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Nova Scotia announces 100 new protected areas

Province hits 12 percent protected landmass designation

by Miles Howe

Kluscap Mountain in Cape Breton is just one of 100 properties recently designated protected by the Nova Scotia provincial government. [Photo: EAC]
Kluscap Mountain in Cape Breton is just one of 100 properties recently designated protected by the Nova Scotia provincial government. [Photo: EAC]
Rogue's Roost, in Halifax County, is another of the newly protected properties [Photo: EAC]
Rogue's Roost, in Halifax County, is another of the newly protected properties [Photo: EAC]

KJIPUKTUK (Halifax) -- Get out your snowshoes and cross-country skies, yank on the long johns and fill a thermos with something hot, because Nova Scotia's protected wilderness areas just got a major acreage bump from the provincial government. A December 29, 2015, announcement by the provincial department of the Environment notes that over 100 properties, totalling over 126,000 hectares of land, have newly been designated as Wilderness areas, nature reserves and provincial parks. A tantalizing description of the freshly-protected properties, enough to make you plan your next 'stay in the province' experience, can be found here, while an interactive map of protected areas in the province can be found here.

These new, additional, protected, designations bring Nova Scotia in line with subsection (v) of the 2007 'Environmental Goals and Sustainable Prosperity Act', which mandates that “at least 12 percent of the landmass of the province is legally protected by 2015.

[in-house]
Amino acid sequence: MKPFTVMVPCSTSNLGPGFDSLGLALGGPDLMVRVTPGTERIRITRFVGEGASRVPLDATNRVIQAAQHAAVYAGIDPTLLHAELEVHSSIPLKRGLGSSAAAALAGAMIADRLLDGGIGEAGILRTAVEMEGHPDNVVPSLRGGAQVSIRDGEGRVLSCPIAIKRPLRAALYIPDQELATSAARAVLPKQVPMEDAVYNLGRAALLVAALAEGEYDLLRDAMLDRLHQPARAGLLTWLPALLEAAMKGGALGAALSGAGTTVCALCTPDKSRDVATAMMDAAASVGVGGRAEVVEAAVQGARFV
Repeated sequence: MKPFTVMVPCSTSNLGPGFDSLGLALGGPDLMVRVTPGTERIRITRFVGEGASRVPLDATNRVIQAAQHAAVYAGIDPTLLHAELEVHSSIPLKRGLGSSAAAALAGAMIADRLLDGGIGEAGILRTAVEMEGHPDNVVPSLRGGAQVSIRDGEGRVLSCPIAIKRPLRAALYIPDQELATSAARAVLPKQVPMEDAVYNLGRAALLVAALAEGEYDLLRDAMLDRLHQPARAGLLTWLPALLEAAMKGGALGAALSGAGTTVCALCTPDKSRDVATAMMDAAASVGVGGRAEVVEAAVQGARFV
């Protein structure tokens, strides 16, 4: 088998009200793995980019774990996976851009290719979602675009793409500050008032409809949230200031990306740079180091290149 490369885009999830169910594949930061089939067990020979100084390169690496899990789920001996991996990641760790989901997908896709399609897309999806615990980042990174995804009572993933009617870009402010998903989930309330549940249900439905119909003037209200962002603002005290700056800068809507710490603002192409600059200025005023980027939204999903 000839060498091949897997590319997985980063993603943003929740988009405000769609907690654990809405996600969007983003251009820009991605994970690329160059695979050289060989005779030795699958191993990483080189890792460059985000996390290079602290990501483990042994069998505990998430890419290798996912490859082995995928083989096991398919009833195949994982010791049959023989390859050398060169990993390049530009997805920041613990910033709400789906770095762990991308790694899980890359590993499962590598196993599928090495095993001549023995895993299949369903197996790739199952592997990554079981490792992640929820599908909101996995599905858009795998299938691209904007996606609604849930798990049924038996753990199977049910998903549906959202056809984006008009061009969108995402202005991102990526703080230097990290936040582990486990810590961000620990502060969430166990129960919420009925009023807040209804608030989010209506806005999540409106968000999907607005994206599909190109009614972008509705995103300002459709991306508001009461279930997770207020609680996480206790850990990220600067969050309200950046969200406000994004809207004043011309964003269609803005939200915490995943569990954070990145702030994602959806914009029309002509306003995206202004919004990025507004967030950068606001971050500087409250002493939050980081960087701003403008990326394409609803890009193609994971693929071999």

Of course, other subsections of the 'Environmental Goals and Sustainable Prosperity Act', targets related to greenhouse gas emissions, local food sovereignty and consumption and waste reduction, for example, still loom large on the horizon. But now's not the time for that.

Now's the time to celebrate the difficult and often unrewarding work of lobbying successive provincial governments to make good on at least this subsection – difficult work undertaken by determined folks, such as those at the Halifax-based Ecology Action Centre. Without them and other such like-minded and devoted individuals, the rest of us might not even have 12 percent of the province left the way it is, theoretically in perpetuity.

“What a terrific way to start the New Year and what a tremendous gift to present and future generations of Nova Scotians” notes the Ecology Action Centre’s Wilderness Coordinator Raymond Plourde in a press release. “With this announcement some of the most beautiful and ecologically important natural areas remaining in Nova Scotia will be legally protected from development and left forever wild.”


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